Breaking outside of the WU bubble: Senior creates tutoring program to support St. Louis area students during the pandemic
For many public school families in the greater St. Louis area, the announcement that learning would transition into a mostly online format was met with a mixed response.
On one hand, a seemingly never-ending pandemic deserves a socially distanced approach. On the other hand, students, especially younger children, were expected to break all sorts of conventions by spending their entire day in front of a computer, constantly muting and unmuting on Zoom and trying to engage with their education without proper access to teachers, mentors and other resources.
When senior Dani Wilder heard the news, she treated it as her call-to-action.
“For me, I wanted to do something to help alleviate that tension parents would have,” Wilder said. “I’ve tutored friends in the past and I know how important it is to have academic support–especially in times like this–and I felt like I could do something about it.”
Beginning in late summer, Wilder reached out to numerous outlets geared towards parents to see if anyone would be interested in a tutoring program that would partner Washington University students with K-12 students in the region. She was shocked by how many responses she received.
“I was surprised,” she said. “I got hundreds of requests and I knew that this project had to turn into something bigger.”
Wilder turned towards class groups to help spread the word and gauge how many University students would be interested. The response was just as plentiful. Within a matter of days, a 44-page document was created compiling all the University students interested in partnering. From freshmen who haven’t even explored campus yet to experienced upperclassmen, the initiative really gained interest.
Senior Matthew Bitner-Glindzicz was just one of the nearly 100 students who chose to participate in the initiative.
“Honestly, I didn’t initially think I would be a tutor,” he said, “but when I heard about how there was a middle school kid who was special needs and wanted a tutor, I knew I had to join.”
Bitner-Glindzicz, who will be graduating with a degree in mechanical engineering, grew up with an autistic younger brother.
“I have an idea of just how difficult learning with special needs is,” he said. “My brother is one of the smartest people I know, but his education didn’t always instill confidence in his abilities. When I had the chance to be a mentor to someone who might be dealing with similar struggles, it was too hard to pass up on.”
Bitner’s emphasis on being something more than a tutor through this initiative is not unique among the group. Many of the tutors are dealing with challenges on their own–online courses, a lack of social interaction, difficulty in maintaining a balanced life amongst all the stress that comes with 2020–but chose to participate in this initiative to leave an impact on the community around them.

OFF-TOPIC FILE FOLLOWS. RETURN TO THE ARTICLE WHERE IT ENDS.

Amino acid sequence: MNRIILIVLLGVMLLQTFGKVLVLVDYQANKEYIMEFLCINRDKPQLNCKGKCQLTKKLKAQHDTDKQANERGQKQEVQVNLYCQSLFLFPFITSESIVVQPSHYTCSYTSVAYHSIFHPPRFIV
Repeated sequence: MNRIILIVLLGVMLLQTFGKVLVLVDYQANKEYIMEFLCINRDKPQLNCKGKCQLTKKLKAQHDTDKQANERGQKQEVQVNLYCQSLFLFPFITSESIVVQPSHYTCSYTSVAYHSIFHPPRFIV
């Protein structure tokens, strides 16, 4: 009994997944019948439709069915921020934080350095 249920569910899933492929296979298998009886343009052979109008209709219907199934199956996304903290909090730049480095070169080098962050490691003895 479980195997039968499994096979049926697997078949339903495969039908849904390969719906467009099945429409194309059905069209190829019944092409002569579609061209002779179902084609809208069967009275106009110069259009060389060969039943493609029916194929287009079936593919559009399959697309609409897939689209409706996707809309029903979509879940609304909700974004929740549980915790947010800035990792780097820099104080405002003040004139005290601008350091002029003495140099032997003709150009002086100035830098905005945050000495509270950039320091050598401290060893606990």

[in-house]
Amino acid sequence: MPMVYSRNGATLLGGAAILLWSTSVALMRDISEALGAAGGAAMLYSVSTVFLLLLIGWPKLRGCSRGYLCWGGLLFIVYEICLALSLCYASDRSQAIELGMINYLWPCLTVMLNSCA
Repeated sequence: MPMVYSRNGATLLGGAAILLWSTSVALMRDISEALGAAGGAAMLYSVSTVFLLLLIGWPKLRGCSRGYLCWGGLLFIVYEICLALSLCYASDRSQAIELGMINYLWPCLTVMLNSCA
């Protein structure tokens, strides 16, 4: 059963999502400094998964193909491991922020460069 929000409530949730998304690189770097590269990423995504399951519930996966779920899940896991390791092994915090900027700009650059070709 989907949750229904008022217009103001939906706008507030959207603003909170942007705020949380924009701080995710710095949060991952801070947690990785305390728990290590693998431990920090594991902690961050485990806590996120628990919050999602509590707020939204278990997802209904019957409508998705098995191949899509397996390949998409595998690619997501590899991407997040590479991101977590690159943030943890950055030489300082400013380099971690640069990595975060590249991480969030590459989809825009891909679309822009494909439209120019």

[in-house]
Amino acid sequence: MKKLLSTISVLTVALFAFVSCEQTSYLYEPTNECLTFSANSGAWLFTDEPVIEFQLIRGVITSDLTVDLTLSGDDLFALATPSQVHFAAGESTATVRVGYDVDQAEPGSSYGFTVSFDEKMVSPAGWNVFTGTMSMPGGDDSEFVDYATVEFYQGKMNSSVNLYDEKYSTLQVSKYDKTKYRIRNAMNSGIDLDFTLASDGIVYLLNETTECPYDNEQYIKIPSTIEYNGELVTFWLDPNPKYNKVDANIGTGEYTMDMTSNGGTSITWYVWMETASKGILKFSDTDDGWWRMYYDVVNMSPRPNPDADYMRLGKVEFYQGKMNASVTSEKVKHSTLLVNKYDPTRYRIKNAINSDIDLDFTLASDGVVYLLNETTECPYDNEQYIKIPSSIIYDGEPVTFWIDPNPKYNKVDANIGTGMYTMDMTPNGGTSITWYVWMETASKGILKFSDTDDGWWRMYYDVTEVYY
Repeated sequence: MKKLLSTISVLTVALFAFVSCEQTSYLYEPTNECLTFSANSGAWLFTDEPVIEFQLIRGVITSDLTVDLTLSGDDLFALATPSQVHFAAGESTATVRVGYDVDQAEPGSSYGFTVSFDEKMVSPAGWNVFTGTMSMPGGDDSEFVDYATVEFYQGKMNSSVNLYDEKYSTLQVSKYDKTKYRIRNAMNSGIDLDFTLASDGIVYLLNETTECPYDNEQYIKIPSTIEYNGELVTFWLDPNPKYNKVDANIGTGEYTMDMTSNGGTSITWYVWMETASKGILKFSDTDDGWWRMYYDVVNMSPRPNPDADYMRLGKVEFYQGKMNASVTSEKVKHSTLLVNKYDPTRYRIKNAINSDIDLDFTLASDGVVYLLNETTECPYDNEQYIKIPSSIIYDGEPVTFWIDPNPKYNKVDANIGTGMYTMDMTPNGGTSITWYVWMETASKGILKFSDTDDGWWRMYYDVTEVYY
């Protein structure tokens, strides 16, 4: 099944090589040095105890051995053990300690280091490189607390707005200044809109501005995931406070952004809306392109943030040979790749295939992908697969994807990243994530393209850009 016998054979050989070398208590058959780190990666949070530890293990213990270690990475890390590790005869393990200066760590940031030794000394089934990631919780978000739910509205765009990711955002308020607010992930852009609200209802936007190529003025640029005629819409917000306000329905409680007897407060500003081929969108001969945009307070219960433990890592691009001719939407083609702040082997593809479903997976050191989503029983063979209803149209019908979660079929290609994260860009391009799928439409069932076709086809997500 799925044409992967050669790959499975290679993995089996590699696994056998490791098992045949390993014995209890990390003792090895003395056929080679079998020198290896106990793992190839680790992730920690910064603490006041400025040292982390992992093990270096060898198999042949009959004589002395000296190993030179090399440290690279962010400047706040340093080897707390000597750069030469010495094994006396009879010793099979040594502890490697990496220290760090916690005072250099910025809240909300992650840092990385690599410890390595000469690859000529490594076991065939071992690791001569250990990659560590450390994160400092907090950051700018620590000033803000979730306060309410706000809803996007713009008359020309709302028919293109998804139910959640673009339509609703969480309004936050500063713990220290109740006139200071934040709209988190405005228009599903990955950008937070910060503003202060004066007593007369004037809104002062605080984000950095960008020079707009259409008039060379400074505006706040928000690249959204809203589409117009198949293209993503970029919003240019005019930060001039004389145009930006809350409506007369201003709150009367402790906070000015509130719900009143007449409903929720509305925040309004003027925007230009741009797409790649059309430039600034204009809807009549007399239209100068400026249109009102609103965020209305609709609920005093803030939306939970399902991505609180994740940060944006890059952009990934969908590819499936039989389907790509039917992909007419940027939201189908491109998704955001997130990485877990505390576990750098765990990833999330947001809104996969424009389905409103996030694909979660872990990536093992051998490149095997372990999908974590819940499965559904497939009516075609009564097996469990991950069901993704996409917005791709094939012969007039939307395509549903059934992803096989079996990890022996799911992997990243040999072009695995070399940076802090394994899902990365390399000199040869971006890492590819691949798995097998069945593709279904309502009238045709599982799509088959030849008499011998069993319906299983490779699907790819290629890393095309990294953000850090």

Junior Camryn Payne, who is a general chemistry tutor on campus, used her pre-med experiences and STEM knowledge to teach first-graders.
“It feels refreshing to just focus on the essentials of life, like knowing what the different shapes are, memorizing the alphabet and counting without using your fingers,” she said.
When asked about what she gained from this experience, Payne echoed Bitner’s sentiment.
“I’m definitely being an academic resource but at the same time I’m providing some social interaction,” she said. “Zoom is a challenge, especially for a first-grader, and it’s important I’m there to help out in terms of confidence and comfort. It’s been great for me, my first-grader and her family.”
For Wilder, the University community was instrumental in helping this initiative take place.
“This was all done through word-of-mouth, but faculty, Wash. U resources and of course students all came together to help with this,” she said. “It only took a few days before I had people talking to me about how they can contribute to the initiative in terms of logistics and organization and that was amazing.”
Although this initiative began in August, it marks another crucial component of the academic resources University students have provided in the greater St. Louis area. Whether it be Campus Y or Partners in East St. Louis, many clubs have developed a niche to play a role in this area and Wilder hopes this initiative continues to leave an impact.
“The initiative turned out the way it was because I realized that with COVID-19, quarantine, online learning and all that there was, a place where peers could add some positivity,” she said. “In fact, I know some students might be in need of financial assistance with the lack of employment right now and this initiative is even helping with that by partnering them with families who are willing to pay for their services.”
Wilder, who is graduating this December with a degree in biochemistry, knows her time is coming to a close at the University but has complete confidence in the ability for her initiative to continue on.
“So many freshman and sophomores are involved,” she said. “My ‘second-in-command’ is a junior who is eager to continue this on. I’ll even be on gap-year, so certainly I’ll be there if help is needed. There is always a need for initiatives like this, and I think anyone interested will definitely be able to join soon.”